Bible Verse Explanations and Resources


Nehemiah 5:3

Adam Clarke
Bible Commentary

Because of the dearth - About the time of Zerubbabel, God had sent a judicial dearth upon the land, as we learn from Haggai, Haggai 1:9, etc., for the people it seems were more intent on building houses for themselves than on rebuilding the house of the Lord: "Ye looked for much, and, lo, it is come to little; because of mine house that is waste; and ye run, every man unto his own house. Therefore the heaven over you is stayed from dew, and the earth is stayed from her fruit. And I called for a drought upon the land, and upon the mountains, and upon the corn, and upon the new wine, and upon the oil, and upon that which the ground brought forth; and upon men, and upon cattle, and upon all the labor of the hands." This dearth might have been continued, or its effects still felt; but it is more likely that there was a new dearth owing to the great number of people, for whose support the land that had been brought into cultivation was not sufficient.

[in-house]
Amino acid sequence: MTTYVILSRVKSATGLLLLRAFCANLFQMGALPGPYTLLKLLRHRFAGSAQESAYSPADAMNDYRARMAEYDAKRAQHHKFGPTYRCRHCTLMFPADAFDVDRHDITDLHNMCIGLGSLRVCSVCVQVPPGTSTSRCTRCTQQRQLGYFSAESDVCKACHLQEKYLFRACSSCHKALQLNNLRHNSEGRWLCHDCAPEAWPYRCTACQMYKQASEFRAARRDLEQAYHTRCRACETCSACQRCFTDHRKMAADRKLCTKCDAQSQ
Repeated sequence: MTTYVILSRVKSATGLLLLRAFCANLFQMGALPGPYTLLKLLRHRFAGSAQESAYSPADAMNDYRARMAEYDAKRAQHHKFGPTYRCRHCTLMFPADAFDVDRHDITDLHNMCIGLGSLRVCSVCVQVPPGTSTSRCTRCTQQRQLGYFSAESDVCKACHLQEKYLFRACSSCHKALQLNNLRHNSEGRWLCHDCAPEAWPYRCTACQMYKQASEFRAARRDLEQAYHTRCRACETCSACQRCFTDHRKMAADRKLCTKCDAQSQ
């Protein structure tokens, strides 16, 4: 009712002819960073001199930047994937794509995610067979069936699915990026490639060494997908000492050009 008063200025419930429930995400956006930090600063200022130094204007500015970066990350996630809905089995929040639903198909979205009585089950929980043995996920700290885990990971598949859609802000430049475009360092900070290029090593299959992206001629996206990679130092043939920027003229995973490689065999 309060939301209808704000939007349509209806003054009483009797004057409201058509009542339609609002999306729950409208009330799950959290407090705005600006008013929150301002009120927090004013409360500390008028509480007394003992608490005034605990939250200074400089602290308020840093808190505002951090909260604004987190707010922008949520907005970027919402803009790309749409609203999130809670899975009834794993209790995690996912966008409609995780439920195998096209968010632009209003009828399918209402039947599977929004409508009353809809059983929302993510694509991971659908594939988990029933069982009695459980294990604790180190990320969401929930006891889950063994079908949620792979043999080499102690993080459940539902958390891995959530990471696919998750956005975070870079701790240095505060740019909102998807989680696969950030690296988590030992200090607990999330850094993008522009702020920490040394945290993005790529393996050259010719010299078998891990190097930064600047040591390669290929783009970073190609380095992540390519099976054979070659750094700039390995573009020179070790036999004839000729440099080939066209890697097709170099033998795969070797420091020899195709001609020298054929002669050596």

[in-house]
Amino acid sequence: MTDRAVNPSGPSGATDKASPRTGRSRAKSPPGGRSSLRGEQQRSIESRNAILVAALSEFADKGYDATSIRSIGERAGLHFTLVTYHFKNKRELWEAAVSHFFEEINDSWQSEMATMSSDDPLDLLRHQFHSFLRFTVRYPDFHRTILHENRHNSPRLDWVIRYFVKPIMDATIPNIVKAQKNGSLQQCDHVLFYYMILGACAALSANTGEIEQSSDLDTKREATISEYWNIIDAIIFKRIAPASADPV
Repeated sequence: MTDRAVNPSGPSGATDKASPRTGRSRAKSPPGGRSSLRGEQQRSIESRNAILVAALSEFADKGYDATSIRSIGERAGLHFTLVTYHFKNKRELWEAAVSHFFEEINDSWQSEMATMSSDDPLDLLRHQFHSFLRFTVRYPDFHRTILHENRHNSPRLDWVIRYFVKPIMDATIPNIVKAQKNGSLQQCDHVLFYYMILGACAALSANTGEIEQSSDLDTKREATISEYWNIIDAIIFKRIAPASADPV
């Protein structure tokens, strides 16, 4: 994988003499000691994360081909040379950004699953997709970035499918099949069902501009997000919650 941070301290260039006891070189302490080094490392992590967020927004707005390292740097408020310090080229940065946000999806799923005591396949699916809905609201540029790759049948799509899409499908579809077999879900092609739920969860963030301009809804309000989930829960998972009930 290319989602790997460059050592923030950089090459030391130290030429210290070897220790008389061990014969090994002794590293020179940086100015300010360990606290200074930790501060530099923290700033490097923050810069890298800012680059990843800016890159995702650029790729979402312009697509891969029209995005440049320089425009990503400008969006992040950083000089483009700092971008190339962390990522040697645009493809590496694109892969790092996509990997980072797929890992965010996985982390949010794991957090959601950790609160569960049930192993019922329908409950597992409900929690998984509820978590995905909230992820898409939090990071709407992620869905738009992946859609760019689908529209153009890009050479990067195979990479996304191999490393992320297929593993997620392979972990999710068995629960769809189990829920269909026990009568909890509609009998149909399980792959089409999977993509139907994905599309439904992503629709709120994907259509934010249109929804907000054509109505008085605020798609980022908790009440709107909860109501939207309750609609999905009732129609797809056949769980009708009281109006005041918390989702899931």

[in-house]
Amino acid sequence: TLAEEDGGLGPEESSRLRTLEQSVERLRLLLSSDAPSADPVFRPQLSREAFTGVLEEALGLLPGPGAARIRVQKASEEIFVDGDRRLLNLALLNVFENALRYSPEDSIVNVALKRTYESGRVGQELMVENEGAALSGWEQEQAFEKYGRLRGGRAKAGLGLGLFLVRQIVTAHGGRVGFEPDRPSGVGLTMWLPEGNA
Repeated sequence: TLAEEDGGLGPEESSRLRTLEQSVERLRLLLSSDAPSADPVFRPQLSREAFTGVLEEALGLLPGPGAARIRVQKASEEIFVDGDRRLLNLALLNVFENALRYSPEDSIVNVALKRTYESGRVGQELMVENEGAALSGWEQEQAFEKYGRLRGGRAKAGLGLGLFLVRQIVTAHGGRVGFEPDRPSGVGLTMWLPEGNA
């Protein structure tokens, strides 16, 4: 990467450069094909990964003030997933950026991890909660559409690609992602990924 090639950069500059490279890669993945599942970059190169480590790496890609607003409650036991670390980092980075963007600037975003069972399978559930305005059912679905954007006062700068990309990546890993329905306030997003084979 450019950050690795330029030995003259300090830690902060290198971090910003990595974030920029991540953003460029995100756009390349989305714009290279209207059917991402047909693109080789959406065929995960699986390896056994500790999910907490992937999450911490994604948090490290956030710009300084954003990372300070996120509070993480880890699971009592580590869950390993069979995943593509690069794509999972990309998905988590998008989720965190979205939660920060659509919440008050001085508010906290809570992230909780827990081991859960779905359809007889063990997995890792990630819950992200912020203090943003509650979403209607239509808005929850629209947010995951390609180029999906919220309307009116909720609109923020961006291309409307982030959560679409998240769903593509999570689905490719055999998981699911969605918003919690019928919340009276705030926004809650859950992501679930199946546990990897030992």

Matthew Henry
Concise Bible Commentary
Men prey upon their fellow-creatures: by despising the poor they reproach their Maker. Such conduct is a disgrace to any, but who can sufficiently abhor it when adopted by professing Christians? With compassion for the oppressed, we should lament the hardships which many in the world are groaning under; putting our souls into their souls' stead, and remembering in our prayers and succours those who are burdened. But let those who show no mercy, expect judgment without mercy.
Ellen G. White
Prophets and Kings, 646-50

This chapter is based on Nehemiah 5.

The wall of Jerusalem had not yet been completed when Nehemiah's attention was called to the unhappy condition of the poorer classes of the people. In the unsettled state of the country, tillage had been to some extent neglected. Furthermore, because of the selfish course pursued by some who had returned to Judea, the Lord's blessing was not resting upon their land, and there was a scarcity of grain. PK 646.1

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